The Cycling Action Plan and what it means for London
London is looking to promote cycling and remove the barriers that prevent people getting on two wheels. That’s according to the recent Cycling Action Plan published by the Mayor’s Office and Transport for London (TfL).
What is the Cycling Action Plan?
The aim is to make the capital one of the leading cities for cycling over the next five years. It’s an ambitious project that includes new infrastructure that many advocates have long been asking for.
Part of the plan is to create a ‘single unified network’ where people can feel safe cycling at all times. Some routes have already been mapped out and have passed the planning stage – Greenwich to Tower Bridge is one. Others are still in the consultation stage with much work left to do.
According to London Mayor, Sadiq Khan:
“The evidence is clear – where we’ve built new high-quality cycling infrastructure, the routes have been hugely successful in getting more people on their bikes. Despite this, too many Londoners still don’t have the high-quality cycle routes they need in their local neighbourhood.”
Will Norman (Walking and Cycling Commissioner) mentions that if you head out in Europe, especially to cities in Denmark and the Netherlands you’ll see people of all ages safely riding their bikes. As a part of their everyday life.
Recent changes to infrastructure that favour cycling routes in London have already shown great success. But much more needs to be done.
Two particular issues that have caused problems for would-be cyclists have been cycle parking and bicycle theft. These remain very serious issues and ones which need to be overcome if the plan is to be successful.
With the increased number of people potentially using bikes, parking certainly needs to improve. In 2019, London will be implementing a ‘Cycle Parking Strategy’ which aims to improve the quality and availability of cycle parking. While some parts of London are already reasonably well-served, others are sadly very lacking in secure facilities.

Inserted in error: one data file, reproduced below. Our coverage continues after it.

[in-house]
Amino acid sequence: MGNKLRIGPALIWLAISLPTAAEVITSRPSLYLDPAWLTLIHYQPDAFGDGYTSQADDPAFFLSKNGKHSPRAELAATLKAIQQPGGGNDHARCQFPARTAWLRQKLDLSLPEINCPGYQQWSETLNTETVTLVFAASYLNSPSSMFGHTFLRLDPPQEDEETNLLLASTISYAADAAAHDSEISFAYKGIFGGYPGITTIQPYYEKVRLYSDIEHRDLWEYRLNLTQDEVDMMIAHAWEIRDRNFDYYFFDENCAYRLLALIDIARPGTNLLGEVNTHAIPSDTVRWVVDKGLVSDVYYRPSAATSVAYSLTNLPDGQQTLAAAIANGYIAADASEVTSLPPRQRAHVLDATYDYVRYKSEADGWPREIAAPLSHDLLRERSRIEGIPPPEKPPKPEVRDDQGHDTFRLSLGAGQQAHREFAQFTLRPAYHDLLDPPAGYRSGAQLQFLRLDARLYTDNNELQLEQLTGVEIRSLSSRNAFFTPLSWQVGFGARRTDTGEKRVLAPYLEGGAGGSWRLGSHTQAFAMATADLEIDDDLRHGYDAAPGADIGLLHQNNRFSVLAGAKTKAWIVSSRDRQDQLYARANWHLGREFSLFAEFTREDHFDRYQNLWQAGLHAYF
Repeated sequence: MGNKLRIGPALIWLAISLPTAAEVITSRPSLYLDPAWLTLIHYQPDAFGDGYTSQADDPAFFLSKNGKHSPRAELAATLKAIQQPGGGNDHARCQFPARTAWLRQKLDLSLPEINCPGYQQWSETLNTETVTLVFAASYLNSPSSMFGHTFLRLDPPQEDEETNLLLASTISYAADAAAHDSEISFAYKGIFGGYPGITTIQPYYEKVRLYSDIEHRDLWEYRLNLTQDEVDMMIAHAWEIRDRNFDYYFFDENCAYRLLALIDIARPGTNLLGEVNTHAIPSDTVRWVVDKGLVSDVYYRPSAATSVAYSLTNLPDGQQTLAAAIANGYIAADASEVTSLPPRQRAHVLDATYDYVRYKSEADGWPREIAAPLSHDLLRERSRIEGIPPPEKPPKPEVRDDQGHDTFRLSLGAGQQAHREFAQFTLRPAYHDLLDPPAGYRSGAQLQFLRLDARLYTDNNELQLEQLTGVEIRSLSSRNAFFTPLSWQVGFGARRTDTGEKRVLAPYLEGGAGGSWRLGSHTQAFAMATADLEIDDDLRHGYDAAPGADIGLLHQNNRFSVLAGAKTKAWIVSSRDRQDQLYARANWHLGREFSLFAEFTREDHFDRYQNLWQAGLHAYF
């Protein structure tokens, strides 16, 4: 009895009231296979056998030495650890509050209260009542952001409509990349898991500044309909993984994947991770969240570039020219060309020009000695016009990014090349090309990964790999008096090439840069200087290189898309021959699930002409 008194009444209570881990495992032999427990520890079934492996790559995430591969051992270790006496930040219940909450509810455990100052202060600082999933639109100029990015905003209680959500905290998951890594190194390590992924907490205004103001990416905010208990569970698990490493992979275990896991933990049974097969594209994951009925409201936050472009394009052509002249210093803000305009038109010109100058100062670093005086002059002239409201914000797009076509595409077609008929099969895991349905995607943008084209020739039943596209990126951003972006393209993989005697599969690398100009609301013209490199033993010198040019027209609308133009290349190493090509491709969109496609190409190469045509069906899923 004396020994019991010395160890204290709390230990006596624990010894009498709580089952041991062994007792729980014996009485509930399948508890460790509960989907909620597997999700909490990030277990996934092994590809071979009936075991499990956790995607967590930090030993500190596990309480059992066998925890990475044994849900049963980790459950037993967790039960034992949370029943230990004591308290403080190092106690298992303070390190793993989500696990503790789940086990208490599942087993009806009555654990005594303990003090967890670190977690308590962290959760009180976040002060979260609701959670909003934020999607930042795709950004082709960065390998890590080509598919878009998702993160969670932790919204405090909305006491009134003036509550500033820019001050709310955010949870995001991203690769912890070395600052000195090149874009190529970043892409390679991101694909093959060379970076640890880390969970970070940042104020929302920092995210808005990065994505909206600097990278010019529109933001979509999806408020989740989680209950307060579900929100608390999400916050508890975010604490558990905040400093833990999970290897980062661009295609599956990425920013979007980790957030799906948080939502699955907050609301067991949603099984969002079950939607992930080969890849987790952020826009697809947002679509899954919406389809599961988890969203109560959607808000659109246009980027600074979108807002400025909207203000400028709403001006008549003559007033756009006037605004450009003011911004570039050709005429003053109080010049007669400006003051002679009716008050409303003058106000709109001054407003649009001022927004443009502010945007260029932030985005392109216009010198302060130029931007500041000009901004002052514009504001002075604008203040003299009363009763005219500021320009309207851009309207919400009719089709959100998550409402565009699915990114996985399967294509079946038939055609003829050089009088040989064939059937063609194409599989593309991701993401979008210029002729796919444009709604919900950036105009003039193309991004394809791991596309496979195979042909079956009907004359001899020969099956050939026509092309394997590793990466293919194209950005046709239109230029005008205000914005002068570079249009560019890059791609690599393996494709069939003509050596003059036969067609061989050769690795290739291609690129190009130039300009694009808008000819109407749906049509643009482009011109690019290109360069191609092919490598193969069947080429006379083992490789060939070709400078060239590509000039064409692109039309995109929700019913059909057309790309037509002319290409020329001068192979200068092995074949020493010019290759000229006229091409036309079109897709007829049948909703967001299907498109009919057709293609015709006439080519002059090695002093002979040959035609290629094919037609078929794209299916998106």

Developments will include providing more parking at underground stations, getting local businesses involved and working with retailers to develop areas where bikes can be safely left.
Stolen bikes continue to be an issue that prevents people taking up (or continuing) cycling in London and most other parts of the country. This five-year plan looks at creating a ‘National Cycle Security and Safety Strategy’. Part of that involves ensuring bikes are properly marked and registered. There are also plans for theft prevention sessions, which will be made available to cyclists on how best to protect their property.
The Cycling Action Plan has largely been welcomed by group interests such as the London Cycling Campaign who have long advocated for better infrastructure and cycle routes. There are detractors, however, who say getting boroughs and other stakeholders aligned is going to be difficult, if not impossible, and that a five-year action plan may well be more than a little over-optimistic.
There’s no doubt, however, that the successful completion of the strategy over five years should deliver many benefits, including better air and safer cycling. It will certainly require the support of different boroughs and local businesses and organisations.
You can read the London Cycling Action Plan here: